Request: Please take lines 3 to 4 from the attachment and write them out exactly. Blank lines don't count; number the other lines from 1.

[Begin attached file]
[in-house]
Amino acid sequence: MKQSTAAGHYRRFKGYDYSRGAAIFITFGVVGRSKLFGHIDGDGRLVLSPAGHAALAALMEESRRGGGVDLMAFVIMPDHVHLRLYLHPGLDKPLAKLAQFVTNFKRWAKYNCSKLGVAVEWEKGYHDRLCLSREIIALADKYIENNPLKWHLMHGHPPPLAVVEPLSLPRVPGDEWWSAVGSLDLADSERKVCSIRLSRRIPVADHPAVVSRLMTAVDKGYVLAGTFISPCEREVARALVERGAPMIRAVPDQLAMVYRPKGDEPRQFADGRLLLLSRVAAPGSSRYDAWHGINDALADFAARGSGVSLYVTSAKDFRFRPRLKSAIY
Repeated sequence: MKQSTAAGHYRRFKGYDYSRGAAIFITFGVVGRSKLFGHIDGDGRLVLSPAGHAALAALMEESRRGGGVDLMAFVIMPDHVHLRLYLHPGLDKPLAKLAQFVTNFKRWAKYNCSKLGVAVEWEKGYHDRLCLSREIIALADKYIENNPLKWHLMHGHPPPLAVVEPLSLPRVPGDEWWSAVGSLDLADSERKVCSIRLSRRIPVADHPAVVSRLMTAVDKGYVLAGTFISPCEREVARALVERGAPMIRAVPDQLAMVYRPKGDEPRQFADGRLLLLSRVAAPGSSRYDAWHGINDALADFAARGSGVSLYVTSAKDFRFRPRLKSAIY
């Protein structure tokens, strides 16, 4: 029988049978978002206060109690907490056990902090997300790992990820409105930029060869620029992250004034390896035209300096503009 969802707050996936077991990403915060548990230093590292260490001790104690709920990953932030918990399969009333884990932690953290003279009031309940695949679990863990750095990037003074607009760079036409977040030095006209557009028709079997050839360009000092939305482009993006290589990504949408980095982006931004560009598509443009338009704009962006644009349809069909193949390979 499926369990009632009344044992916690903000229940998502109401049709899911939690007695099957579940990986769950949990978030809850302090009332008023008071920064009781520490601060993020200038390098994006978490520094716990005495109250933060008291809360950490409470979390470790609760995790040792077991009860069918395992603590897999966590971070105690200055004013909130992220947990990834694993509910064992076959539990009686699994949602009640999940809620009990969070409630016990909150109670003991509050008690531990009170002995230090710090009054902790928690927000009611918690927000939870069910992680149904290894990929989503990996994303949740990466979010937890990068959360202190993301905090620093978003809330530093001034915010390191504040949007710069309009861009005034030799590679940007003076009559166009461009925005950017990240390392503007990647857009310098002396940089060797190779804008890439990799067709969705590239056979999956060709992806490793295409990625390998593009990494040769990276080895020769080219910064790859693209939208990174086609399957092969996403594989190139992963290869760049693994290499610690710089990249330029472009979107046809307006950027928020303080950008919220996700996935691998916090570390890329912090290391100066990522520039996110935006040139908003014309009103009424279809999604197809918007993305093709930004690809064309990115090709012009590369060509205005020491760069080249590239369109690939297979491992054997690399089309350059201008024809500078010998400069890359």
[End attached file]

Repeated sequence: MKQSTAAGHYRRFKGYDYSRGAAIFITFGVVGRSKLFGHIDGDGRLVLSPAGHAALAALMEESRRGGGVDLMAFVIMPDHVHLRLYLHPGLDKPLAKLAQFVTNFKRWAKYNCSKLGVAVEWEKGYHDRLCLSREIIALADKYIENNPLKWHLMHGHPPPLAVVEPLSLPRVPGDEWWSAVGSLDLADSERKVCSIRLSRRIPVADHPAVVSRLMTAVDKGYVLAGTFISPCEREVARALVERGAPMIRAVPDQLAMVYRPKGDEPRQFADGRLLLLSRVAAPGSSRYDAWHGINDALADFAARGSGVSLYVTSAKDFRFRPRLKSAIY
């Protein structure tokens, strides 16, 4: 029988049978978002206060109690907490056990902090997300790992990820409105930029060869620029992250004034390896035209300096503009 969802707050996936077991990403915060548990230093590292260490001790104690709920990953932030918990399969009333884990932690953290003279009031309940695949679990863990750095990037003074607009760079036409977040030095006209557009028709079997050839360009000092939305482009993006290589990504949408980095982006931004560009598509443009338009704009962006644009349809069909193949390979 499926369990009632009344044992916690903000229940998502109401049709899911939690007695099957579940990986769950949990978030809850302090009332008023008071920064009781520490601060993020200038390098994006978490520094716990005495109250933060008291809360950490409470979390470790609760995790040792077991009860069918395992603590897999966590971070105690200055004013909130992220947990990834694993509910064992076959539990009686699994949602009640999940809620009990969070409630016990909150109670003991509050008690531990009170002995230090710090009054902790928690927000009611918690927000939870069910992680149904290894990929989503990996994303949740990466979010937890990068959360202190993301905090620093978003809330530093001034915010390191504040949007710069309009861009005034030799590679940007003076009559166009461009925005950017990240390392503007990647857009310098002396940089060797190779804008890439990799067709969705590239056979999956060709992806490793295409990625390998593009990494040769990276080895020769080219910064790859693209939208990174086609399957092969996403594989190139992963290869760049693994290499610690710089990249330029472009979107046809307006950027928020303080950008919220996700996935691998916090570390890329912090290391100066990522520039996110935006040139908003014309009103009424279809999604197809918007993305093709930004690809064309990115090709012009590369060509205005020491760069080249590239369109690939297979491992054997690399089309350059201008024809500078010998400069890359």